So, we simply got on one another’s nerves, and it never got properly straightened out, until this thing happened, and all our little disagreements were swept out of sight.
Even during the years that we were separated, we were friends. We corresponded frequently; Mr. Arbuckle often called me up over the long distance telephone when I was in New York and he was in Los Angeles; and whenever he was in New York, he came to see me. That doesn’t sound much like being enemies, does it?
All during the trial, I have sat in the courtroom and prayed over and over a little prayer that Mr. Arbuckle would be cleared and that the real truth would become known. I dislike to make direct charges concerning anyone, but I can simply say that the circumstantial evidence that was brought out against Mr. Arbuckle sounded to me very weak indeed, and as for direct accusations, I do not believe them. It seems perfectly clear to me that every circumstance developed in the case can be explained as effectively in Mr. Arbuckle’s favor as against him, and as for anything further, it must be remembered that Mrs. Delmont, who first made the charges and who was really the only one to accuse Mr. Arbuckle directly, was not put on the stand by the prosecution. Surely they would have insisted upon her testimony, unless they did not believe her story after all, or unless they feared that we could discredit her.
I know that Roscoe Arbuckle is innocent, and that he will be acquitted, but I hope that the case will go so that he is clearly acquitted on the facts and not simply by legal technicalities. As much as he wants his freedom from these charges, and as much as I want it, it will mean little if he is still under a cloud. He has been deeply hurt in many ways during this affair. He has seen fair-weather friends fall away from him, and he has learned the value of his true friends.
Roscoe Arbuckle looks on every man, woman and child who has ever enjoyed him in the films as his friend, and those friends he wants to keep.
When Roscoe Arbuckle made his ill-fated journey from Los Angeles to San Francisco in the first days of September 1921, he left his mansion at 649 West Adams Boulevard in the care of Catherine Fitzgerald. She had her own room in Arbuckle’s home and her job title was secretary and housekeeper. Arbuckle, however, at least according to the 1920 census, also employed two Japanese servants, “Jack” Kakuchi and a young woman, Shino Shizaishi. Housekeeping duties would have usually fallen on them given their status. Another member of the comedian’s household staff was a Word War I veteran who Arbuckle had hired as his gardener in late August 1921, just days before his departure for San Francisco. Since many former soldiers suffered during the postwar recession, providing a man who had served his country with work was considered a noble deed.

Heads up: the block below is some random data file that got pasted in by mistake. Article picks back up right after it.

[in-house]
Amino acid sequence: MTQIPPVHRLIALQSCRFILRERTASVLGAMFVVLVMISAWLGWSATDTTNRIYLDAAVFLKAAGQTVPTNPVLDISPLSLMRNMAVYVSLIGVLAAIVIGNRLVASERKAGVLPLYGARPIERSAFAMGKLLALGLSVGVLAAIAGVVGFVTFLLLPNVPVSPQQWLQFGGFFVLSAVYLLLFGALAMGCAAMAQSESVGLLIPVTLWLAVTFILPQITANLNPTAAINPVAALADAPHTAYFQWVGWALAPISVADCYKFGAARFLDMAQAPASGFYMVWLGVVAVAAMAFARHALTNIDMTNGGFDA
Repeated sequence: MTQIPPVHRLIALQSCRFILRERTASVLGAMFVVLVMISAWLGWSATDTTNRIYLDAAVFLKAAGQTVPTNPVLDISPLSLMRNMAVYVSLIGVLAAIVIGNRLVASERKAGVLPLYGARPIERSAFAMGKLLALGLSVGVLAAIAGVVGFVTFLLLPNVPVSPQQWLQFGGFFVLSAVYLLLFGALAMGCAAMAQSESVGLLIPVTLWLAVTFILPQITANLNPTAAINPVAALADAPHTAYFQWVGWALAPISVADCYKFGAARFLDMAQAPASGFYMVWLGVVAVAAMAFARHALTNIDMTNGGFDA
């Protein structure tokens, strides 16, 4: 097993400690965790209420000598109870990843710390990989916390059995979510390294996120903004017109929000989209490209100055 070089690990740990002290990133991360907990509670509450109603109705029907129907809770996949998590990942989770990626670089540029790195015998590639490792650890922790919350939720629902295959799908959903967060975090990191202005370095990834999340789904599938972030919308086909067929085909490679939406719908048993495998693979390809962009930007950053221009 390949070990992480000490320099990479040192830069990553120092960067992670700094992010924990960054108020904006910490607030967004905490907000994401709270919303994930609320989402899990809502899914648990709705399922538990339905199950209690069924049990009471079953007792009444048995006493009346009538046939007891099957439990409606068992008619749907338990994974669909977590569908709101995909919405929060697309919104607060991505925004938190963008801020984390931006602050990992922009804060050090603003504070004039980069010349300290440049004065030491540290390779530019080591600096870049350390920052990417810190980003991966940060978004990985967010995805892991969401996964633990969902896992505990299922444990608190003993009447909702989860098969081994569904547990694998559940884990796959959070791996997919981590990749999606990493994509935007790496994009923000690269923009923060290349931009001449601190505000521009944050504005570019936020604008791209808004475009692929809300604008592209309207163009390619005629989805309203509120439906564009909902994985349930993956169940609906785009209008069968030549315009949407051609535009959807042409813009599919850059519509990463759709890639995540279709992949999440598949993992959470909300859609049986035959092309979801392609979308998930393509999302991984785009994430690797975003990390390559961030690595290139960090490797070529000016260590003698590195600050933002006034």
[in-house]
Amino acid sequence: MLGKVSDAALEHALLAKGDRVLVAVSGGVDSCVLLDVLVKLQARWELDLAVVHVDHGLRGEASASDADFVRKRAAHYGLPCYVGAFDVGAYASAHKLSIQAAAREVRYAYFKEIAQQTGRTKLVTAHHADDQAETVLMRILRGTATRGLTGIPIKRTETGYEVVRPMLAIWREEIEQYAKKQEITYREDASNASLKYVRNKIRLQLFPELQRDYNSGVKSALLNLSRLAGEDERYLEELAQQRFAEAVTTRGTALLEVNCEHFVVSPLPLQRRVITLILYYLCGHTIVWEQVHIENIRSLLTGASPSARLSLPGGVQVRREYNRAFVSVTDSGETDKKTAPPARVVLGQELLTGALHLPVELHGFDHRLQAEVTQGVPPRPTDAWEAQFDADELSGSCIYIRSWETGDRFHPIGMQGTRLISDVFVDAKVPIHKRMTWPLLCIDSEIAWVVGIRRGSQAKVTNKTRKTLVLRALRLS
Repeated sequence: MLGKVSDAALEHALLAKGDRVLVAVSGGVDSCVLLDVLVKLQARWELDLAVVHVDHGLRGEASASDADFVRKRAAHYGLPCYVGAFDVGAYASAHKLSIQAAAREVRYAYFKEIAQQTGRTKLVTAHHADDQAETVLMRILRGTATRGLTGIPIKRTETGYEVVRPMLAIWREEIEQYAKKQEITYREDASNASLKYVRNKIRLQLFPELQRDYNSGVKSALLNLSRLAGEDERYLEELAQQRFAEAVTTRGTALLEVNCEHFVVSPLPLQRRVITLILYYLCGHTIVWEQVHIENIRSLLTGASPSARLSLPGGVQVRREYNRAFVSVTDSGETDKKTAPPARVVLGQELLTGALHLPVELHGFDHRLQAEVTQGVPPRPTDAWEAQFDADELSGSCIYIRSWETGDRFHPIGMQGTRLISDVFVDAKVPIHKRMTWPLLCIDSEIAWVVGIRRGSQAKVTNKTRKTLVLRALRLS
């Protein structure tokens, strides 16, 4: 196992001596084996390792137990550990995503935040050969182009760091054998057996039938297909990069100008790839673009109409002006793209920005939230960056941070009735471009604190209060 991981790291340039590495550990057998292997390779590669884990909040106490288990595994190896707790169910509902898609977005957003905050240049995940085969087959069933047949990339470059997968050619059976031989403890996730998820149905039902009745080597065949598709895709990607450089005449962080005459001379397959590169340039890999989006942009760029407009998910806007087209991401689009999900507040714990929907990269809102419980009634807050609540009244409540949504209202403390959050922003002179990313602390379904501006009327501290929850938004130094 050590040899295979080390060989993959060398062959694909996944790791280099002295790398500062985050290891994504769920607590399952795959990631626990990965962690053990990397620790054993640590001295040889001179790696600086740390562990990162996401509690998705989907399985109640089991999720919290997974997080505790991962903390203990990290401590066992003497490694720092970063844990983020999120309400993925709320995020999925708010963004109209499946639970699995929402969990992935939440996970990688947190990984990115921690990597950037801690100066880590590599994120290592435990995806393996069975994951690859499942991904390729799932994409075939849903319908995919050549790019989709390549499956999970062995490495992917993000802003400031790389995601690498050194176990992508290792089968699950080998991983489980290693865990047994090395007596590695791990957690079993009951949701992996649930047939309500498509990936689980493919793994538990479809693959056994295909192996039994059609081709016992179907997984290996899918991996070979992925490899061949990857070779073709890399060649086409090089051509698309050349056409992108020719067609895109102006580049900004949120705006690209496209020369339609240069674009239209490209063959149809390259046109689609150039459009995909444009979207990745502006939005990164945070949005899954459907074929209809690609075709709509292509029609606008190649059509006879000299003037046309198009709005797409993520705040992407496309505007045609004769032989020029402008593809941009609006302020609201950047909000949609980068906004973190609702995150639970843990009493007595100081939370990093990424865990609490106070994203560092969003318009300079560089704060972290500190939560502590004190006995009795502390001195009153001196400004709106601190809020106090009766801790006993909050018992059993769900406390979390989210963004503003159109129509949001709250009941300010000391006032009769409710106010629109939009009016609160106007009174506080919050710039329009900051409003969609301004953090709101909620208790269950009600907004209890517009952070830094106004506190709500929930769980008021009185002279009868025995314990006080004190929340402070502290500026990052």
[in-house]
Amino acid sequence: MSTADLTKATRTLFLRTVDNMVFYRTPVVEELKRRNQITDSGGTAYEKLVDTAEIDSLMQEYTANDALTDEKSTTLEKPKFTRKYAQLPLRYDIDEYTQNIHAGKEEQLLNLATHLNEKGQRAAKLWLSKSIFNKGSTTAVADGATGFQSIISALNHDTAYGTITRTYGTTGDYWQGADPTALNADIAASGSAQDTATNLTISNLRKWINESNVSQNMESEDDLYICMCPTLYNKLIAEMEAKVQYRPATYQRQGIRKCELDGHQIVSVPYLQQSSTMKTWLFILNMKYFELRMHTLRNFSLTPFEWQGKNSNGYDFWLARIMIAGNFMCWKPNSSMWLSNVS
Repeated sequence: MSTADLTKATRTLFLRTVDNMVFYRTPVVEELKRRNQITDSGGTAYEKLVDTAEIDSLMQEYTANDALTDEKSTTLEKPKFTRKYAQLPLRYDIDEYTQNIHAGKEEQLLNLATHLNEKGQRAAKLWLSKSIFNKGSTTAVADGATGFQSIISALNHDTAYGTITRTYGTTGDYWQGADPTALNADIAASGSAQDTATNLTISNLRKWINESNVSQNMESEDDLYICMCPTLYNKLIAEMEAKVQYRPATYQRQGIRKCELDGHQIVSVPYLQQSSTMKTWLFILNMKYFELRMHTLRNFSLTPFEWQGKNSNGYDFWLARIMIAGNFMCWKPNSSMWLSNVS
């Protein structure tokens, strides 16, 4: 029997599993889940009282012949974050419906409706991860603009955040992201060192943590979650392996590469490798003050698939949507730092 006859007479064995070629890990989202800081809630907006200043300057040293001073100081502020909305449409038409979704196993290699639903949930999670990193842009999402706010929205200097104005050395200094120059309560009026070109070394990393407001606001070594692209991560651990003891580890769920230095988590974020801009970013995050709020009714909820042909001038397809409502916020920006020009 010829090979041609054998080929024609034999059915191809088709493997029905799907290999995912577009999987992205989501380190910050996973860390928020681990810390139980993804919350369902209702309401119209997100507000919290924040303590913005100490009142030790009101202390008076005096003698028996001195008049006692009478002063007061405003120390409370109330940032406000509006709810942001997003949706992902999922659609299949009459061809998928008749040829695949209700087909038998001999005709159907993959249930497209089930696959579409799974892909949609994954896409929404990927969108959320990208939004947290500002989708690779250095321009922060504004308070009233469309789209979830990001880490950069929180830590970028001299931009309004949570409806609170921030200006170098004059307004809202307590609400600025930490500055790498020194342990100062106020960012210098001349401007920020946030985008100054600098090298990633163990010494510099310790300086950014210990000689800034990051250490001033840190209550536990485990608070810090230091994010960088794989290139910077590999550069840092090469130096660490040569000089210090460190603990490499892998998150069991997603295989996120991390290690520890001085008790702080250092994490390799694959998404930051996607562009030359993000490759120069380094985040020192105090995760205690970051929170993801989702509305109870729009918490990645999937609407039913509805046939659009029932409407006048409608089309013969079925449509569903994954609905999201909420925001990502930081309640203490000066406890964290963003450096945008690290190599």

During the Arbuckle case in September, October, and November, Miss Fitzgerald’s name appeared from time to time.
In the days following the Labor Day weekend, federal prohibition officials in Los Angeles questioned her about Arbuckle’s personal liquor supply in 649’s wine cellar. She had allegedly had the key to the basement door and was asked to relinquish it. But, as it turned out, Arbuckle had stocked his cellar before passage of the Volstead Act, the eighteenth amendment to the Constitution, better known as Prohibition. So the agents had to look elsewhere for the source of the liquor consumed during the Labor Day party, at which the actress Virginia Rappe was fatally injured in Arbuckle’s bedroom in the St. Francis Hotel.
One thing Rappe had in common with Catherine Fitzgerald was that they were the same age, born a month apart in 1891. Fitzgerald, too, with her dark hair light-colored eyes, would not have looked out of place with the other brunettes at Arbuckle’s Labor Day party. Like Rappe, she too had come from humble beginnings.
In Fitzgerald’s case, life began on Louisville’s West Side, a largely African American enclave then as now. Her father worked in a plow factory and, according to the 1910 census, his eldest daughter still lived at home. But she was remembered in Louisville for working the cigar stands in the better hotels before she relocated to Los Angeles after the war. By 1919–’20 she was an extra in the comedies Arbuckle made with Buster Keaton—and befriended Arbuckle’s leading in his 1921 comedies, Lila Lee.
Catherine Fitzgerald (also Katherine) interests us because she was more than housekeeper and secretary. She may have been Arbuckle’s occasional escort to Hollywood events, such as “Photoplay Magazine Night,” where she was a standout at Arbuckle’s table. She was even rumored to be engaged to him—even though he was still married to the actress Minta Durfee.
That Minta Durfee objected Fitzgerald’s presence in Arbuckle’s home surfaced after the former returned to Los Angeles following the preliminary investigation during the last two weeks of September. Fitzgerald was either dismissed or she moved out of Arbuckle’s house on her own to avoid Durfee or make for the wrong impression. She stayed with Lila Lee for a few days and then returned to Louisville only to resurface in Los Angeles in November.
Newspaper photograph of Catherine Fitzgerald at the wheel of one of Arbuckle’s
automobiles, September 1921. Note wedding band. (Newspapers.com)
Over the weekend, just before November 28, 1921, when Arbuckle took the stand in his own defense (see Arbuckle’s Testimony), District Attorney Matthew Brady released a list of rebuttal witnesses to the press. Included among them was Catherine Fitzgerald. Rumor had it that she would testify in regard to the nature of Arbuckle’s parties—or bacchanales, debauches, orgies, and the like, to use the period expressions. Rumor also had it that she had been subpoenaed in order to intimidate Arbuckle from taking the stand. But he did anyway and she was, in the end, not called. Our research thus far reveals that she was newsworthy once more in 1922—for income tax evasion.